#8: “Fun stuff at least every 10 minutes” Every ten minutes, especially if a group is very sociable, may be a high goal, but never-the-less, your game should provide avenues for action, engagement, and resolution often and in a powerful way. Rules for travel time, equations for fuel tank capacity, or encumberance tables often bog down play. If during playtesting they get in the way of getting to what the game is really about, then drop them. No one’s gonna miss them.

#9: “Fix problems, don't endure them” playtest, playtest, playtest! And then revise. Don’t leave unsolved issues in your game just because you saw them in another game. Don’t ignore a problem that you think players won’t run into very often. And lastly, don’t give up. Your game is good. It has potential. Don’t settle for a half-assed project. A designer can’t be afraid to change things that need changing no matter how long they’ve been in the design or how dear that broken little mechanic is to their heart. If it causes problems, it should probably go.

Peace,

-Troy

PS: I really want to thank you, Chris, for coming up with this, and I hope you don't mind me expaning on it here.

5 comments:

Bankuei said...

Hi Troy,

Neat take on pushing the Manifesto for design. Only thing I'd add (for design) is: Support and encourage a functional social contract (aka, Fun Now). Encourage & remind folks that everyone is a player, to trust (and respect trust), etc.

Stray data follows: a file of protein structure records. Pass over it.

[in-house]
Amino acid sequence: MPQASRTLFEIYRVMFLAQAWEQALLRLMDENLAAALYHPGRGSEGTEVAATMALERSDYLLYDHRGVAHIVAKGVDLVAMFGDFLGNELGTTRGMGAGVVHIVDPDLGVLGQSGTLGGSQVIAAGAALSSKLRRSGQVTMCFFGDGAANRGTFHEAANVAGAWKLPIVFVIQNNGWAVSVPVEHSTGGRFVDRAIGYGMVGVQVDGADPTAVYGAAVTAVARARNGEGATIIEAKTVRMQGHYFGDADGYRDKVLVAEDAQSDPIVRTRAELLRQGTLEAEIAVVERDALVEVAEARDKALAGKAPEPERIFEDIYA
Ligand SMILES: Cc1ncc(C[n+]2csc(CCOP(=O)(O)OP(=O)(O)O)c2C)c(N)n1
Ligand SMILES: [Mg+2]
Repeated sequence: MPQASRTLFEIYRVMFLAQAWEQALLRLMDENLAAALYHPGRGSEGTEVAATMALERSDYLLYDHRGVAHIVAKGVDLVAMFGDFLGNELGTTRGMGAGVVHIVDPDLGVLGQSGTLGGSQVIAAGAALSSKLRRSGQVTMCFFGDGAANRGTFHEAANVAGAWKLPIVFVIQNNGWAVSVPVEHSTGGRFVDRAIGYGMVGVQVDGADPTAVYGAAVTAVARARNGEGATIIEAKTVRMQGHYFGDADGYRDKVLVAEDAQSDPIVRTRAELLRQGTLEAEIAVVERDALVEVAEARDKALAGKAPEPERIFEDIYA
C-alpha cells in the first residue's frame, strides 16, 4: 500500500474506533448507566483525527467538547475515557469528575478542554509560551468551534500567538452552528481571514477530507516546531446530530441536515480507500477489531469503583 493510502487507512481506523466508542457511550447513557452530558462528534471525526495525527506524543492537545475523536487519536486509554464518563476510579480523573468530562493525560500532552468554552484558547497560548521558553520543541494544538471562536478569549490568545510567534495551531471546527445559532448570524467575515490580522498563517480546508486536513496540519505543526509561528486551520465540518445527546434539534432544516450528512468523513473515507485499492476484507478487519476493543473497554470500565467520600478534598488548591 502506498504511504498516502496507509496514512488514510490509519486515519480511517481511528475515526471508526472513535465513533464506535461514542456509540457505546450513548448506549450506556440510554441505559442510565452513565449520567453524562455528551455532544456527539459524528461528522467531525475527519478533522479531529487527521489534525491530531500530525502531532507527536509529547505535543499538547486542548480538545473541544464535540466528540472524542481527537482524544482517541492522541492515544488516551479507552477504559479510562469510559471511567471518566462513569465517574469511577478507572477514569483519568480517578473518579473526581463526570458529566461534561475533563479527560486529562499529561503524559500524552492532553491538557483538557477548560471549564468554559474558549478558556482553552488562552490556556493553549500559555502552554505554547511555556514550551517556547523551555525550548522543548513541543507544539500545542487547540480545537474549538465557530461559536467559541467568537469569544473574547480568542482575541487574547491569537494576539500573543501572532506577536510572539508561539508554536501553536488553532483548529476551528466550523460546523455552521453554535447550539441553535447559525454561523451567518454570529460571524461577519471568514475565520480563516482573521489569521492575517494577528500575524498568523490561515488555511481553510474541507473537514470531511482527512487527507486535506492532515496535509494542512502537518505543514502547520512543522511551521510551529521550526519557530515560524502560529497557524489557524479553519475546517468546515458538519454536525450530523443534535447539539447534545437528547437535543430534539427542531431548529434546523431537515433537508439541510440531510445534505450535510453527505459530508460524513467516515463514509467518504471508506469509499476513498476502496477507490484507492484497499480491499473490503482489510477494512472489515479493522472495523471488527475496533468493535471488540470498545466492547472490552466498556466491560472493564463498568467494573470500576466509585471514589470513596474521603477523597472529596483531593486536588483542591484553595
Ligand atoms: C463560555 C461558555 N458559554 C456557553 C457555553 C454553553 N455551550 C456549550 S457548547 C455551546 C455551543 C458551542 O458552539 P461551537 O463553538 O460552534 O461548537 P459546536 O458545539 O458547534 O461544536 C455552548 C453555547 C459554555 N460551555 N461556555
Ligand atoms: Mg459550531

Lots of the older games would probably play out very differently if they had this advice for the players & the GMs.

Troy_Costisick said...

Heya,

I agree wholeheartedly, Chris. In every game I design I plan on including explicit instructions to players and GMs as well as usefull tools to carry out those instructions. Hopefully in every game I offer advice on, I can encourage that designer to do the same. Your Conflict Map is an excellent example of a GM tool, btw. I plan to use it. I hope other people do too.

Peace,

-Troy

Jorge o mis alias said...

( First post on any of my recently-discovered Forge&surroundings: i´m an Argentinian gamer, you know... Forgive my english if it slips... )

Watch out with "Rules for travel time, equations for fuel tank capacity, or encumberance tables often bog down play. If during playtesting they get in the way of getting to what the game is really about, then drop them. No one’s gonna miss them."